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text a for yes and b for no to 66722. go to our blog and leave a comment there. you may disagree with me. he may be the star. we'll bring the results later on in the show. for more, let's turn to bob slum. good to have you with us tonight. >> glad to be here, ed. >> have we seen a president not that i can remember in my lifetime that has a habit of flying off the handle and just berating constituents? if chris christie were a presidential candidate, would this be a new sort of blood? >> well, not in you be approximate lick. public. they don't generally do it when you're talking to voters. they want to make sure that you're paying attention and going to respond to their needs and i suspect as this moves along that people around christie are going to try to plain away some of this excess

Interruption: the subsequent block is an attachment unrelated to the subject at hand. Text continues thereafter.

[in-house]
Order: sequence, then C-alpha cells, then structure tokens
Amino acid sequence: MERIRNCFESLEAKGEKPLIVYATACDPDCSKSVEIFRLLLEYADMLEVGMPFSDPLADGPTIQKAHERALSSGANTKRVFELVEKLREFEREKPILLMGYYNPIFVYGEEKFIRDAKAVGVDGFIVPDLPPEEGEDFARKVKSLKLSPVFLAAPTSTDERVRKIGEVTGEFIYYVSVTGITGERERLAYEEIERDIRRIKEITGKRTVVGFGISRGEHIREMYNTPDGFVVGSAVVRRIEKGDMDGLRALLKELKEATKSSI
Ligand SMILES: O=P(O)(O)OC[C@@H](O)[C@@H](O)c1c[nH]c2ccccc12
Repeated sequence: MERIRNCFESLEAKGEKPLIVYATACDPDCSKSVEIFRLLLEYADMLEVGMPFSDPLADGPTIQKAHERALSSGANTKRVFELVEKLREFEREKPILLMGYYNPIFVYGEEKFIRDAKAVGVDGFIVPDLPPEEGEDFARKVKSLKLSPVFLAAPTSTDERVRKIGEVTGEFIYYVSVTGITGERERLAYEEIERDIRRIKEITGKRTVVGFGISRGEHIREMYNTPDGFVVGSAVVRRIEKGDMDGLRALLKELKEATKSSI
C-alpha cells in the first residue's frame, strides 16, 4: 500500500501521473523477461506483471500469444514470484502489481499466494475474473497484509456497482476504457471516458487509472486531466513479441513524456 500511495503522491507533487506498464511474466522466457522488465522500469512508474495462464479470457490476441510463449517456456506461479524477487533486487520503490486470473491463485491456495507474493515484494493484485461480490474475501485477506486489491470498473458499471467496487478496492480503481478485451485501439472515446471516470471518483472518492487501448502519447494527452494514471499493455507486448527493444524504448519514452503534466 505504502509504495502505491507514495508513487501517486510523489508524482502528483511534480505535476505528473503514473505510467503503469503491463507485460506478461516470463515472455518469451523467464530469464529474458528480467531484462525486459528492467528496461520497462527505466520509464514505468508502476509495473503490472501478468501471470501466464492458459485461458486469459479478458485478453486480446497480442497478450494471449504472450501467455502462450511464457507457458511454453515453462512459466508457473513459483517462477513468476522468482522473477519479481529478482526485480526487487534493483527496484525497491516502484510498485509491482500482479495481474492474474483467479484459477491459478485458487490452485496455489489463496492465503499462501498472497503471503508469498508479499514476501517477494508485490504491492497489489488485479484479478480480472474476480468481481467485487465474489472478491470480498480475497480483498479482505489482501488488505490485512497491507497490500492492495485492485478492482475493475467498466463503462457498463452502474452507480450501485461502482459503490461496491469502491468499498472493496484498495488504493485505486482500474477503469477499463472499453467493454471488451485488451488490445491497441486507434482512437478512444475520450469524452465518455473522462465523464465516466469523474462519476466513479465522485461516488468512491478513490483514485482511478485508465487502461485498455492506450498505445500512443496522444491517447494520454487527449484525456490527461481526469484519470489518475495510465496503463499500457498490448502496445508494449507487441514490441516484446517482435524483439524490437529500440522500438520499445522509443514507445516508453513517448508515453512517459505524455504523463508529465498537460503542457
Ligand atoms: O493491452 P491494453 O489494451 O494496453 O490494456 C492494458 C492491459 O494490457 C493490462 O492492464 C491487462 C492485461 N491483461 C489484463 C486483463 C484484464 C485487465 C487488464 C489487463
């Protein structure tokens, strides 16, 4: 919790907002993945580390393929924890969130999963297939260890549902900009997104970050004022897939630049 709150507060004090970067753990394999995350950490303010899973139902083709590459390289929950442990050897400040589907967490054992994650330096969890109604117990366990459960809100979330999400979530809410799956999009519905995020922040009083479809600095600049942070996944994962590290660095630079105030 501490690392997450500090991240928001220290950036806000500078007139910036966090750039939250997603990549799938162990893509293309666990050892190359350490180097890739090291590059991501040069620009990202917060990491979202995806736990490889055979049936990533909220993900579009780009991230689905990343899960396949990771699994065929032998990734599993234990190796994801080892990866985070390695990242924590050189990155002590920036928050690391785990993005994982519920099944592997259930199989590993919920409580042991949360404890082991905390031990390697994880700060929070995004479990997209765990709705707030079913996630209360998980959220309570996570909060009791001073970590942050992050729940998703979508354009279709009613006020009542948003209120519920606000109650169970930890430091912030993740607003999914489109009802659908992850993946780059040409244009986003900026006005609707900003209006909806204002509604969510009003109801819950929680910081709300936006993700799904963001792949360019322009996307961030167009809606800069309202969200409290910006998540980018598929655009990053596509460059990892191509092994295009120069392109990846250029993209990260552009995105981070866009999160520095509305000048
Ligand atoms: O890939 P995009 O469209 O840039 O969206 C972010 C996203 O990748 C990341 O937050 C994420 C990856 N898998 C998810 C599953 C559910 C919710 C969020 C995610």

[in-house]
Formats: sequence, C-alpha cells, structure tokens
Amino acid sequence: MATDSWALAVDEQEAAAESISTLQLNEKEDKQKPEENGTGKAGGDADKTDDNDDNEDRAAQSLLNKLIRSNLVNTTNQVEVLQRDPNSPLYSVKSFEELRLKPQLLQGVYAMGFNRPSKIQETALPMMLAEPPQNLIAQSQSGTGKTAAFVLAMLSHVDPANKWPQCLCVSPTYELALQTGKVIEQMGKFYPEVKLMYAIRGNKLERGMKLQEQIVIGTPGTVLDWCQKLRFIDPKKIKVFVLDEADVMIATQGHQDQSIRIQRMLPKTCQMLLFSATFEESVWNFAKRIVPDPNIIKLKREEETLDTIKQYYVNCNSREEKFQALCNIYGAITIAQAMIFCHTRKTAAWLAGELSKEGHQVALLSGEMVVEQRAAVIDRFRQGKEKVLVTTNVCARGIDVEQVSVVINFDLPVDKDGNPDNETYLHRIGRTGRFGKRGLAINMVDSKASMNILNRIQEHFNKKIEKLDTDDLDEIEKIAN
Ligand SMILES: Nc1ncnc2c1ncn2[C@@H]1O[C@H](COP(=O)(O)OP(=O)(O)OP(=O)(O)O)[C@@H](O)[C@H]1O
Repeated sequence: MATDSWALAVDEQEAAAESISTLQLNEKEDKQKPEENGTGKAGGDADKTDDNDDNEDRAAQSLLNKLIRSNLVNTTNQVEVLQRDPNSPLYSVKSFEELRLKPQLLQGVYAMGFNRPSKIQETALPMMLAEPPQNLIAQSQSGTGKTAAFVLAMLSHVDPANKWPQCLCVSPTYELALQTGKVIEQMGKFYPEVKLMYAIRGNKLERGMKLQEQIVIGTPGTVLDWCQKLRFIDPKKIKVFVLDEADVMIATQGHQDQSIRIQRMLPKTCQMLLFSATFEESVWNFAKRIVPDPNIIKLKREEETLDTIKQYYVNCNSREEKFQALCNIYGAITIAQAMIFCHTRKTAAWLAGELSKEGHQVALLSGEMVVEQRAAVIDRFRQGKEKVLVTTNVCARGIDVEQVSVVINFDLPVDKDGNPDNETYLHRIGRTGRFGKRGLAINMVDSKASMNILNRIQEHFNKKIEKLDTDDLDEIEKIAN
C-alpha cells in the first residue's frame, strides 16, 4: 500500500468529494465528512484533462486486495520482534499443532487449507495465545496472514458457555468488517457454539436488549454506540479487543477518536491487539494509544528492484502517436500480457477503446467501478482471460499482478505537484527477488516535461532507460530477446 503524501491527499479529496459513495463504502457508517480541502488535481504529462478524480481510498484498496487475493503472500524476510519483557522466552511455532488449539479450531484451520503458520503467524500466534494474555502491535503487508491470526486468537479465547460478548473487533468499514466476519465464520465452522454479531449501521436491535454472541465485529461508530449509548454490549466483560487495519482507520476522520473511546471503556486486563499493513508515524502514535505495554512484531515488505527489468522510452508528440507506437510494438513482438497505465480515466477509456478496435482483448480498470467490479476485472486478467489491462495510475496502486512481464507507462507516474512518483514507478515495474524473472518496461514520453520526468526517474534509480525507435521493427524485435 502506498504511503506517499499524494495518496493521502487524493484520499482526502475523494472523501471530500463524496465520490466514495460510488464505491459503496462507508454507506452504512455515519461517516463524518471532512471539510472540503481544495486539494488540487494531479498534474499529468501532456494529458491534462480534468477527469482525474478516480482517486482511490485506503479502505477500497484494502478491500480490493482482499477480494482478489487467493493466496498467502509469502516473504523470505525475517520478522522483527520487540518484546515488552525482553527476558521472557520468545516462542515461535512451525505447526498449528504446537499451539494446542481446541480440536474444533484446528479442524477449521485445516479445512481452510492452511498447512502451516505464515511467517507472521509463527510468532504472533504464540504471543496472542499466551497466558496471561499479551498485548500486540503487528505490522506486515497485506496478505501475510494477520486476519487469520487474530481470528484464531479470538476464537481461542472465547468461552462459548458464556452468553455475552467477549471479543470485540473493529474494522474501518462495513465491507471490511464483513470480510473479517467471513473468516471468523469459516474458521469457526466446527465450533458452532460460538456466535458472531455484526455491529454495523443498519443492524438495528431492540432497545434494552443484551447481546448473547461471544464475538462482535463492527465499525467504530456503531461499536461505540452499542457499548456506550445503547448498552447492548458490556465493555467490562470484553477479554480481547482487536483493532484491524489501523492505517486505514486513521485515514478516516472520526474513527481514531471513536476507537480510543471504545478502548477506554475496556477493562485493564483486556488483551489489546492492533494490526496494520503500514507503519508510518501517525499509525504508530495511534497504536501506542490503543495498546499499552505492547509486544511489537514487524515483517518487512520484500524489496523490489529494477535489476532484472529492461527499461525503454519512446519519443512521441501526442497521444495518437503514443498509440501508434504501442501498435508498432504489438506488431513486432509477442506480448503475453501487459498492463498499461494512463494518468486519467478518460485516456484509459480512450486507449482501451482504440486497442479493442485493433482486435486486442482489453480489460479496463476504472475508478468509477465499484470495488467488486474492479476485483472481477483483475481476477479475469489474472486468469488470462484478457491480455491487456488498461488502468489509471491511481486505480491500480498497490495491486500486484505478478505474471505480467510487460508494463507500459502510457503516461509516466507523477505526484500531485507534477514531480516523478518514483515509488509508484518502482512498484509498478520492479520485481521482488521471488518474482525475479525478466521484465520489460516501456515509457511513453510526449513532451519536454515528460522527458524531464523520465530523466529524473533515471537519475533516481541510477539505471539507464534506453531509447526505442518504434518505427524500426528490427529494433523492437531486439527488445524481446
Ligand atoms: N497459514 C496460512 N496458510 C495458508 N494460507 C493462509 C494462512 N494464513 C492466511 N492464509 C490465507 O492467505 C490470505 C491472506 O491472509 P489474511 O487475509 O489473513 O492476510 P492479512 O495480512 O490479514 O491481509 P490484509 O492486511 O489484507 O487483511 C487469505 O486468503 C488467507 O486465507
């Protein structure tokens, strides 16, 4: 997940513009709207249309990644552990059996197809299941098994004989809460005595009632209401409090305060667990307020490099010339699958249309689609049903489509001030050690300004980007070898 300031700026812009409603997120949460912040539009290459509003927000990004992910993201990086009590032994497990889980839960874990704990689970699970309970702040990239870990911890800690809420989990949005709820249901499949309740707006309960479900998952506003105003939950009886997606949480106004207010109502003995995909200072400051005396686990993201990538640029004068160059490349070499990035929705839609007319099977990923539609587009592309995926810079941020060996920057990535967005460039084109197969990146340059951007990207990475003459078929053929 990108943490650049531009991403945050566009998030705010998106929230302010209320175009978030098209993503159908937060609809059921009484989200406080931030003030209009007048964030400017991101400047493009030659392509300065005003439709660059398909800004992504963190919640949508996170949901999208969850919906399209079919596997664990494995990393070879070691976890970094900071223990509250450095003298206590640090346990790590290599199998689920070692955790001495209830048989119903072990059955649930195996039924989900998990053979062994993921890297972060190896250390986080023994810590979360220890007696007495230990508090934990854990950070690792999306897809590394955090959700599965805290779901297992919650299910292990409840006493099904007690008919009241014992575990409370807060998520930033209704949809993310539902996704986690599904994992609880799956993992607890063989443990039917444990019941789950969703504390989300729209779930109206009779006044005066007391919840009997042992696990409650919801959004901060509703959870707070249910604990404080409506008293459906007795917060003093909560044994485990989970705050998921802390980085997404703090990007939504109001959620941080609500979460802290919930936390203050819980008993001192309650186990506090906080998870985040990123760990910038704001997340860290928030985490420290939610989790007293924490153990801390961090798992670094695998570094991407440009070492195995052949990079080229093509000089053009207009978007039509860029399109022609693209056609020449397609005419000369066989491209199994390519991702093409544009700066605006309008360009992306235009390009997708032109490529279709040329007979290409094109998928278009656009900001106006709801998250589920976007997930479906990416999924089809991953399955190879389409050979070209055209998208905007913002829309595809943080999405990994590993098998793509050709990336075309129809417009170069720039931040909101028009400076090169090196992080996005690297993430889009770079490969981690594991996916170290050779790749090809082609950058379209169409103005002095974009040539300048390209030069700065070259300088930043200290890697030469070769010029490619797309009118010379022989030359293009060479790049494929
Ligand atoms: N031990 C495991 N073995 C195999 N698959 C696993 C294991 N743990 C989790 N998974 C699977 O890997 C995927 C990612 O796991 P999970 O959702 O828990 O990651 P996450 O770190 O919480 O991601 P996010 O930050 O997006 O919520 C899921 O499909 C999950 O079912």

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without losing what they think is the essence of them, a kind of moxian style that appeals to people. look, you can be interesting and tough. you don't have to be mean. >> we've played a number of clips of him being pretty dogmatic with people. is that what plays today? is that politicians have to do to show that they can tell it like it is? does that play for a long time? >> i think he'll get in trouble if he keeps acting that way. i don't think he'll act that way, actually. i think they'll get him under some control. look, he's got two problems right now, ed. first of all, in the general election election, a lot of stuff is going to be exposed. moderates think that maybe he's okay. they like him for the enemies that he made on the far right. but he's going to get exposed as a guy who has a pop louse style